“In Bruges” is the story of two hit men forced to lay low in Bruges after a botched job. Their orders are to enjoy the scenery and do some sightseeing while awaiting further instructions from their employer. Ray (Colin Farrell) is suffering from extreme guilt as a result of the last job and is less than impressed with their surroundings while Ken (Brendan Gleeson) takes a real interest in being a tourist.
While in Bruges, the two men encounter a variety of characters and locations including an attractive young criminal/film production assistant named Chloë (Clémence Poésy), and an actor named Jimmy (Jordan Prentice), who prefers to be called a dwarf instead of a midget and is a bit racist when he’s on drugs. When Ken’s ordered to take out Ray – who’s suicidal anyway – he finds that he’s unable to bring himself to kill his friend. This leads to their employer having to come to Bruges himself and deal with the matter.
The majority of the film is dominated by banter between the characters and it comes as no surprise that Martin McDonagh (the writer and director) has had a career as a playwright. Luckily, the dialogue is fiercely witty and sharp; with a use of harsh language that almost matches the graphic display of violence. The two hit men trade humorous barbs and even delve into deeper topics about life, death, and the possibility of redemption.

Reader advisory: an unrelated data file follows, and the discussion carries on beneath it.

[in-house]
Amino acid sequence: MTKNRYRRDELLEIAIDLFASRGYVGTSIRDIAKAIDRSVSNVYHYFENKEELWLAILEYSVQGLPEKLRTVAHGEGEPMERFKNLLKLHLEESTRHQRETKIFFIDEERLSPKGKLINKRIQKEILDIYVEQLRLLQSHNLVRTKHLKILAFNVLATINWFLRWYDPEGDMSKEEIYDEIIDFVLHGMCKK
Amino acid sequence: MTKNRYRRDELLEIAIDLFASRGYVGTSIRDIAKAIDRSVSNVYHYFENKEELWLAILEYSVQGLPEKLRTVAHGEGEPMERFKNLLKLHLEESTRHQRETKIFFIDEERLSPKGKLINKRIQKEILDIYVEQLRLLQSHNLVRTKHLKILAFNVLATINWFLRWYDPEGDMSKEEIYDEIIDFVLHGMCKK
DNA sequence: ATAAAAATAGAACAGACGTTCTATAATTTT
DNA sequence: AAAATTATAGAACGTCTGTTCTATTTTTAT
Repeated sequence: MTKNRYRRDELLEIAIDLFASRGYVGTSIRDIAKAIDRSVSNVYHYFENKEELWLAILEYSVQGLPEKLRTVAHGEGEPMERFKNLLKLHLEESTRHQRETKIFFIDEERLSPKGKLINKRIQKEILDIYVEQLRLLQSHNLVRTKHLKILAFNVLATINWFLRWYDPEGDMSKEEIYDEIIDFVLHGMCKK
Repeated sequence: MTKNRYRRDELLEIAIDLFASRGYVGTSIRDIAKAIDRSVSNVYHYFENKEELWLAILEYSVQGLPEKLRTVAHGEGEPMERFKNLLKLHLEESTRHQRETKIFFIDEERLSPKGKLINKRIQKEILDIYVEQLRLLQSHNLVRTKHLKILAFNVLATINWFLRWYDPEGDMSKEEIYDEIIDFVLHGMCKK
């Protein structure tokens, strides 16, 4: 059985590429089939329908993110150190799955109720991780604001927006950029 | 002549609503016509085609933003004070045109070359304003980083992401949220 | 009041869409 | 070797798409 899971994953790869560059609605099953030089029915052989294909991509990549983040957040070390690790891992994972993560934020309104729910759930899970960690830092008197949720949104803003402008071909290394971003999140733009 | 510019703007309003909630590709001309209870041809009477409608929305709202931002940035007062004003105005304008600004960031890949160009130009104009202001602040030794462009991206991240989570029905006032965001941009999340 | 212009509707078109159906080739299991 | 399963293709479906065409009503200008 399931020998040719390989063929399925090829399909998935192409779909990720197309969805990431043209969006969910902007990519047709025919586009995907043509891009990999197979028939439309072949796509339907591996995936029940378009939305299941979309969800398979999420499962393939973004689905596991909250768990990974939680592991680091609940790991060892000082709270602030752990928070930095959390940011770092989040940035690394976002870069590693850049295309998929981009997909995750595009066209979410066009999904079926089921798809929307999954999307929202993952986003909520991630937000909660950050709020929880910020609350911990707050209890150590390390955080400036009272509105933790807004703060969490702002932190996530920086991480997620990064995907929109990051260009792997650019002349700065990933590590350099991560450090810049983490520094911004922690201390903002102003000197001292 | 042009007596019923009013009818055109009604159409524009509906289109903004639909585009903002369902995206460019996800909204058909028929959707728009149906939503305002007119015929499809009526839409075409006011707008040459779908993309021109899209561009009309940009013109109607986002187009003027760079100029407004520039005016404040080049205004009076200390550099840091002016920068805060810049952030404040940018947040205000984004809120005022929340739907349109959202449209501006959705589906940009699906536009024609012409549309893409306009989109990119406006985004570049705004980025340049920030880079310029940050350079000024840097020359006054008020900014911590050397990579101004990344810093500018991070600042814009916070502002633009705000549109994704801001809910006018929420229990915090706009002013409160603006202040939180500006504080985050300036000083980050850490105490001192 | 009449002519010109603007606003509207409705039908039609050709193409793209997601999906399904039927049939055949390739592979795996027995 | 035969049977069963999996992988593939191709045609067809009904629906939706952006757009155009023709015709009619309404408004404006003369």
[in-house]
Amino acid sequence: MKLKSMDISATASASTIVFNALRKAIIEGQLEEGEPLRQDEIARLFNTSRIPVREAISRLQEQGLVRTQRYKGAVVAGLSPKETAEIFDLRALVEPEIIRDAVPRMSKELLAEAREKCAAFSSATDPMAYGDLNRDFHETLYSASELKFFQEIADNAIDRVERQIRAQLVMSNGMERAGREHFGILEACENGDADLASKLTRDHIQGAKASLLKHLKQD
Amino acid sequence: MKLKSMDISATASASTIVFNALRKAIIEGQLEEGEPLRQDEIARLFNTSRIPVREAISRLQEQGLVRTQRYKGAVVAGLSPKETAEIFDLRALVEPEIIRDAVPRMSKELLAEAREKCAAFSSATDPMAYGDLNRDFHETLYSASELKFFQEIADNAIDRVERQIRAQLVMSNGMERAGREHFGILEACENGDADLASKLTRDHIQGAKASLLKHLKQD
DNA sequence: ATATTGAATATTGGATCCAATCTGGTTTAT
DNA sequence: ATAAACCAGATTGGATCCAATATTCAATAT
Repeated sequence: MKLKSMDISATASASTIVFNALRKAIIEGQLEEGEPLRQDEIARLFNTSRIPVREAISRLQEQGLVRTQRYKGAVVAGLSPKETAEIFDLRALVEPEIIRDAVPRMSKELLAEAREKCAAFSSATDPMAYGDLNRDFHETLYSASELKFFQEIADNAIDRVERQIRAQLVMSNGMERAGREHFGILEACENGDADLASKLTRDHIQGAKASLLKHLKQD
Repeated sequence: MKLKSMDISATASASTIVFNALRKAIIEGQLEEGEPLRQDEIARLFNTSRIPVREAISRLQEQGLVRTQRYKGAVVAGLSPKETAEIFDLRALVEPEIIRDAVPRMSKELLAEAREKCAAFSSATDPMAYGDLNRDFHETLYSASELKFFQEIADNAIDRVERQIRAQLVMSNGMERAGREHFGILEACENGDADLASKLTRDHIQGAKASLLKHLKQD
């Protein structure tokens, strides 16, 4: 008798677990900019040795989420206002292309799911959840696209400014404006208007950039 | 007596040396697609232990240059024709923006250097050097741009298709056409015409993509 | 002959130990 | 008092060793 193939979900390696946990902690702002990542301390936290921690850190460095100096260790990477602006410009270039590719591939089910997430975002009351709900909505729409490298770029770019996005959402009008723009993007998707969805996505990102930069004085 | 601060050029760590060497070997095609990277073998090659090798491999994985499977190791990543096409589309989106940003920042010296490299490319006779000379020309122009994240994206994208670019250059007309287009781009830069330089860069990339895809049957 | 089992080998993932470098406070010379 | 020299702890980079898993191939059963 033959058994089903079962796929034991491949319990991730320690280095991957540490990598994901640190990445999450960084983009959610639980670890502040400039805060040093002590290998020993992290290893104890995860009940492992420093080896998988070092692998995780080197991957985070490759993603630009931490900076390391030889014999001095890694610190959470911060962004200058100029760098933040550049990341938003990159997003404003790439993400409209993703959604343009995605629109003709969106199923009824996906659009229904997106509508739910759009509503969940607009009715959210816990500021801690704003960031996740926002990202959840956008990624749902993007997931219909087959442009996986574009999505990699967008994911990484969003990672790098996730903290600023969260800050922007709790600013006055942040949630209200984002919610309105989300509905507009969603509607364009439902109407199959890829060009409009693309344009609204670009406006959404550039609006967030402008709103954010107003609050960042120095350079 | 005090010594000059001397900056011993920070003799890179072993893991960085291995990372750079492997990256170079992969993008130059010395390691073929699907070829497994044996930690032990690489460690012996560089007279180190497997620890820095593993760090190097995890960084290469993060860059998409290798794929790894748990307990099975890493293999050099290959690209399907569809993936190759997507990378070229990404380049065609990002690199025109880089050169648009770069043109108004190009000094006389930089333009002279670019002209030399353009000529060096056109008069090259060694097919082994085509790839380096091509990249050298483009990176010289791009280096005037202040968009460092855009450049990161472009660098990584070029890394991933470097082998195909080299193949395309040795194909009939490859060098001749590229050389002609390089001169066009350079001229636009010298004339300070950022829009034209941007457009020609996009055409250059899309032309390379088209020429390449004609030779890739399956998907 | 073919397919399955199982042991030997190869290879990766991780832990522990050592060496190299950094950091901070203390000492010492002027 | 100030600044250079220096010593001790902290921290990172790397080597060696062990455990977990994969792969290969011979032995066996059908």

The dialogue only becomes more outrageous when their employer Harry Waters (Ralph Fiennes) appears and engages in conversation with literally anyone. With his unwavering cockney accent, Ralph Fiennes steals all of his scenes (even those in which he’s simply a disembodied voice over the phone or in a letter) and is as twisted as he is hilarious. Ralph Fiennes seems to genuinely enjoy playing a psychopath and his enjoyment is contagious.
The fourth major character in this film would have to be the city of Bruges itself. Despite all the negative comments that Ray makes about it, it’s clear that the film was shot in a way to show off the locales. Every scene puts on display a different part of the city and the scenery itself tends to change drastically depending on the time of day or tone of the scene. The city can be haunting and dangerous, medieval fairy tale-esque, and, in the fog or snow, even dreamlike.
The two leads are both very good and besides displaying a knack for delivering the witty dialogue, they both have the range to give each of their characters a depth that makes them very sympathetic and easy to root for. Colin Farrell shows great comedic timing as well as a surprising amount of vulnerability as Ray. Brendan Gleeson is, as always, convincing as an aged hit man with a sense of morality.
This film marks the feature length directorial debut of Martin McDonagh (he made a short film in 2004 called “Six Shooter”) and he shows promise as a talented director. The shots of the city alone merit some attention to his skill. “In Bruges” is an entertaining film that deserves a strong recommendation; it’s funny, interesting, and memorable.